The Art of Having Fun outside of Psychological Time
By: J. Marlando
It isn’t very surprising but when I thought that this topic would make for interesting reading I began doing a little research and found very little on the psychology of simply having fun. As I thought about it, the truth is that “fun,” as opposed to having a good time is a traditional taboo in our country for adults. The old Puritanical view that excessive pleasure—of any kind—leads to sin has somehow remained in the bloodstream of most Americans who pass down the mental malady to their children. They may never directly say to a child having fun is for kids only but it is implied in the very attitude of the parenting nation. Indeed, what child while having fun at one time or another hasn’t heard the directive to “grow up and…act your age?”
In my years of working with exotic animals like Siamang apes, chimps, lions, bears and even hyenas, I have witness those animals and many others playing…just for the fun of it. My wife and I now have domestic cats and they not only play together at times but often by themselves running about, jumping with joy and so forth. (This really brings up the question of “animal imagination” which they obvious have and a subject I’d like to delve into sometime). Anyway, animals like human children simply like to indulge in fun and so playtime.
Adult humans stop having “fun” along their way and start striving to merely have a good time. A good time is often interpreted as “fun” but (pure) fun is an unencumbered state of being. A good time may be going out to dinner but even going out for an informal dinner has a certain protocol attached; a good time may be drinking and dancing but again there are rules and restrictions to be adhered to. A good time also might be a great golf game with buddies or a great tennis game between girlfriends but real competition plays a certain role in such games and if not competition than the “game” is labeled exercise or relaxation. In short, the “game” takes on meaning and purpose as opposed to being simply fun for fun’s sake.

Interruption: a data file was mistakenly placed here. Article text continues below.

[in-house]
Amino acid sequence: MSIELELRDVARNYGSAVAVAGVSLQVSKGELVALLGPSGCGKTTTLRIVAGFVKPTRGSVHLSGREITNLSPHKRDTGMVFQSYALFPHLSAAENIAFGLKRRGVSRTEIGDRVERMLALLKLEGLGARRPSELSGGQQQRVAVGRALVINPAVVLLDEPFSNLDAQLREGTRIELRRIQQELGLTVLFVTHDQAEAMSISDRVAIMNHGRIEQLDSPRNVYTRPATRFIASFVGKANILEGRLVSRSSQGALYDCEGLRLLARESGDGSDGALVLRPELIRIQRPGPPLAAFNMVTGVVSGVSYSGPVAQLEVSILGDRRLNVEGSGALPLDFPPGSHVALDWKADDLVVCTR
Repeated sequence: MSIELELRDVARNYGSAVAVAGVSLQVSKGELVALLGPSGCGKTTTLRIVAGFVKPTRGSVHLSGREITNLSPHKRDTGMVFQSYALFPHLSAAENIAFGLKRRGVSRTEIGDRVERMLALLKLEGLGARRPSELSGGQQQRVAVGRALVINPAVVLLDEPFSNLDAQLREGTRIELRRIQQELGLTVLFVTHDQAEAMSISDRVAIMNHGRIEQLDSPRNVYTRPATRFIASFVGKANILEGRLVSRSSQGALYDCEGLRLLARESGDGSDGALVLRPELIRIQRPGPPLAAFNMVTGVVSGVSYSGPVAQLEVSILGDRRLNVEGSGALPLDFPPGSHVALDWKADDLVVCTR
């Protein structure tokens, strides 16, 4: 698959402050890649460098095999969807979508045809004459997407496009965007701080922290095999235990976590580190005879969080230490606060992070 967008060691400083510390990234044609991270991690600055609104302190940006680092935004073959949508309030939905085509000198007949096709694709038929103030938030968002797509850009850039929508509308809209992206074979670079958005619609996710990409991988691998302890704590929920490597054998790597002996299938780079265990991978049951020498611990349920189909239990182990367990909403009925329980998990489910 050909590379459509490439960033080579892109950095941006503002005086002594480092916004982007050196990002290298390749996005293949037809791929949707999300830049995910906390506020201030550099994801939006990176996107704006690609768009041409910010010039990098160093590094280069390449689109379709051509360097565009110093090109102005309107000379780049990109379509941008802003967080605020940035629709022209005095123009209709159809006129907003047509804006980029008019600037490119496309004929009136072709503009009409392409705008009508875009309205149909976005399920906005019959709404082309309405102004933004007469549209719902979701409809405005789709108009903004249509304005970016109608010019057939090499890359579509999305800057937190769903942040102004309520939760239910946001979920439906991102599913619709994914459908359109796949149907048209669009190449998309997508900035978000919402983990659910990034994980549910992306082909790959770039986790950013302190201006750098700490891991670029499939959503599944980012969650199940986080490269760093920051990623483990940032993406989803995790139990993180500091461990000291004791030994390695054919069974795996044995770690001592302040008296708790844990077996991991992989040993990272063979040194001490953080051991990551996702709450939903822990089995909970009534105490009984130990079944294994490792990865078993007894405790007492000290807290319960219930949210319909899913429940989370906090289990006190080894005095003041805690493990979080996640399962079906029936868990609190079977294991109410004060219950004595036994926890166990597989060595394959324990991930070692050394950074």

As the reader can see, we could carry this on into endless examples. For a last example, we might call jet skiing fun but jet skiing takes pre-planning, expenses, an allotment of time and so forth. While the reward of jet skiing can be a good time, even a great time, as it turns out it is merely an extension of busyness like going shopping or attending the opera or, yea, like going to work or to the movies.
Fun, in its purity is detached from all exterior influences, responsibilities and judgment values. Fun is in and of itself; a total immergence of thought and/or action of the playtime. A little girl, we’ll say, having fun at jumping rope is NOT jumping rope but has become rope jumping. In this view she is NOT having fun but has become the fun she’s having.
Adults seem to lose this capacity to detach and merge into the moment; to become fully and wholly who they are in essence. Children and animals do this naturally. They simply are, so to speak, especially in playtime because “playtime” is outside psychological time. *Eckhart Tolle refers to “the insanity of psychological time” and then asks this: